United Airlines and Air Canada Are Making It Easier to Connect Between the U.S. And Canada

Customers can now connect to 38 different codeshare destinations in the U.S. plus an additional eight in Canada

A United Airlines 737-MAX 9 Livery plane in flight
Photo: Courtesy of United Airlines

United Airlines and ​​Air Canada are making connecting between the United States and Canada even easier by expanding their codeshare agreement.

The airlines, which are both part of Star Alliance, will now allow customers to connect to 38 different codeshare destinations in the U.S. plus an additional eight in Canada, according to United. Customers will now see more flights scheduled "at more convenient times."

The partnership will include flights to some of the most popular destinations in Canada. A spokesperson for United did not respond to Travel + Leisure's requests for details on which destinations would be included.

"With this new agreement, we are further strengthening our long-standing partnership with Air Canada," Patrick Quayle, the senior vice president of global network planning and alliances at United, said in a statement. "As international travel continues to recover, this expanded partnership will provide an enhanced experience for all transborder travel."

Mark Galardo, Air Canada's senior vice president of network planning and revenue management, said the expanded partnership will "further enhance the customer journey between Canada and the U.S. by offering more choice, greater convenience and an improved airport experience."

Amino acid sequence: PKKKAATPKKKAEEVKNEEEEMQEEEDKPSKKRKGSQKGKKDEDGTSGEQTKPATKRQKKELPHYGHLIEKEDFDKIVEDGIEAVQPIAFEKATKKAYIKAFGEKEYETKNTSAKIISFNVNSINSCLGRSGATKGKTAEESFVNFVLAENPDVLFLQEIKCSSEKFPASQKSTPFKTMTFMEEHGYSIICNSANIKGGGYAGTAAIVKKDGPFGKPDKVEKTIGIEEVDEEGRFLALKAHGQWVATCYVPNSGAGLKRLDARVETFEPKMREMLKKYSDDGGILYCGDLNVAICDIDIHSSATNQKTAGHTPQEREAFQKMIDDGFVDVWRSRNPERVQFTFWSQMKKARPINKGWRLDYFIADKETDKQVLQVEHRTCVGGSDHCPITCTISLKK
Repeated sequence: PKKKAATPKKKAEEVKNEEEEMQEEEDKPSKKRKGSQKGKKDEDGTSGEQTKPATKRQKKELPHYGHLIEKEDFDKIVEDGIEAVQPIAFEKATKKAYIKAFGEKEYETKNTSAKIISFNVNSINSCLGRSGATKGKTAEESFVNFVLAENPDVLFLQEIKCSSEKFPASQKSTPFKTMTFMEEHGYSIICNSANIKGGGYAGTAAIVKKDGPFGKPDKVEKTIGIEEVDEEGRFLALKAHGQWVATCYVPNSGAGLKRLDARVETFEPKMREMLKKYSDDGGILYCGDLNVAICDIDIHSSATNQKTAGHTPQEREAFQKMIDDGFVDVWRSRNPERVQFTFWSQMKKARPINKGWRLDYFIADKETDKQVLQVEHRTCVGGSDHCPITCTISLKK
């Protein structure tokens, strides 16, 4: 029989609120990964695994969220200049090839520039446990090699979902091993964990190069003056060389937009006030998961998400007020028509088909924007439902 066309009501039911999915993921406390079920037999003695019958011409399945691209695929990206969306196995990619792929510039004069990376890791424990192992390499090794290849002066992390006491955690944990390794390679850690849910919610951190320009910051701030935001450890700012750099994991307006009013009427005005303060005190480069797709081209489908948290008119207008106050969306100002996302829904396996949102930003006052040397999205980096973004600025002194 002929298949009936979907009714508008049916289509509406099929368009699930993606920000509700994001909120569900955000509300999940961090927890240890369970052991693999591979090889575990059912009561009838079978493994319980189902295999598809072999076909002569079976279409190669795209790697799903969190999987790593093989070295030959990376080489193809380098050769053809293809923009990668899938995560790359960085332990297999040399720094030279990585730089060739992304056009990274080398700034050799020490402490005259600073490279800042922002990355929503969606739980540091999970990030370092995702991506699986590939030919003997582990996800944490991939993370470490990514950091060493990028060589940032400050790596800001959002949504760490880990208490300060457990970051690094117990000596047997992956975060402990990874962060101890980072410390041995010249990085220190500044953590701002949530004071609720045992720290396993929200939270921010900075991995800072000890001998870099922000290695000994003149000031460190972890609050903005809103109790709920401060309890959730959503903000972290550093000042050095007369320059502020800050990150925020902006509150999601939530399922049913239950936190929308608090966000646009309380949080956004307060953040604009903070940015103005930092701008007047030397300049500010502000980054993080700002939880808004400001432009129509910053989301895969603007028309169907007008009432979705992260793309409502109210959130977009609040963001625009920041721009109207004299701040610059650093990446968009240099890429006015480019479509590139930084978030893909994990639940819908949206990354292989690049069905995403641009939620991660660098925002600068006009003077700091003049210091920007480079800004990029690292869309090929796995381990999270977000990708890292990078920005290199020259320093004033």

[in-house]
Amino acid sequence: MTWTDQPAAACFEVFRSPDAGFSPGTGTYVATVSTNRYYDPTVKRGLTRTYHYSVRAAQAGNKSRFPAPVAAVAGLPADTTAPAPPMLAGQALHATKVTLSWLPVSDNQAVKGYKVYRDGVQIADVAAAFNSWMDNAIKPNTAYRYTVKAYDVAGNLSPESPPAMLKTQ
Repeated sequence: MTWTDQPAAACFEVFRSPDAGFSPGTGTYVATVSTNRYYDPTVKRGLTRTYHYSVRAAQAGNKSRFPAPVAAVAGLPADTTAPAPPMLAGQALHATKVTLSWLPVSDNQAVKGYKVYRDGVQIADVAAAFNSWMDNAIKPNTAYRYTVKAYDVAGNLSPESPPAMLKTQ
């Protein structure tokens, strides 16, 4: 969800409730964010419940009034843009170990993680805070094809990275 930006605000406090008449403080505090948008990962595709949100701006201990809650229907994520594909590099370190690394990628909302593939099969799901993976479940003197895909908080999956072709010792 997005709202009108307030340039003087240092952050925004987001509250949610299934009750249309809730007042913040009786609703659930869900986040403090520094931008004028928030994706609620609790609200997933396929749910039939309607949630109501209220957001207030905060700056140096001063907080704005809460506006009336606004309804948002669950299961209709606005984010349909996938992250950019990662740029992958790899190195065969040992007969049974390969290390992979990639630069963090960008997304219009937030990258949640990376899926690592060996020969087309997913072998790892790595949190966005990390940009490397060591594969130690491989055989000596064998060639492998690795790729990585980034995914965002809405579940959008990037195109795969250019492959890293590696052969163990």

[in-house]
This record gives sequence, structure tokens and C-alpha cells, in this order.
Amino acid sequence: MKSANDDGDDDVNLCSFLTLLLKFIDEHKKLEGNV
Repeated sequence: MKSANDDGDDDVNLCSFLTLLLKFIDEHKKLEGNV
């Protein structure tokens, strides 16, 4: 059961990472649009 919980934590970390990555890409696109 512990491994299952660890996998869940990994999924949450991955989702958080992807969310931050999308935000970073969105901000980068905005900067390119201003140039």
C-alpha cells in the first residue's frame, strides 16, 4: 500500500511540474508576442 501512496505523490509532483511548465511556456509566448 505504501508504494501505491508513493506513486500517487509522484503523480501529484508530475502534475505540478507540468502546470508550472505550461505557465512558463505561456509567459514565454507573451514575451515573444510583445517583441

Loyalty membership travelers who book a flight on either airline will receive all the benefits of either the MileagePlus or Aeroplan programs.

The partnership expansion comes as airlines all over the world have dealt with mass cancellations and delays over the summer, blaming the issues on a combination of staffing shortages and air traffic control problems. Air Canada even temporarily stopped accepting pets in the cargo compartment, citing "longer than usual" delays at airports.

For its part, United preemptively slashed its summer schedule to avoid further problems, and even canceled and cut flights into the fall. The carrier's CEO recently said things should gradually improve over the next 12 months, but said air travel won't be back to normal until next summer.

Alison Fox is a contributing writer for Travel + Leisure. When she's not in New York City, she likes to spend her time at the beach or exploring new destinations and hopes to visit every country in the world. Follow her adventures on Instagram.

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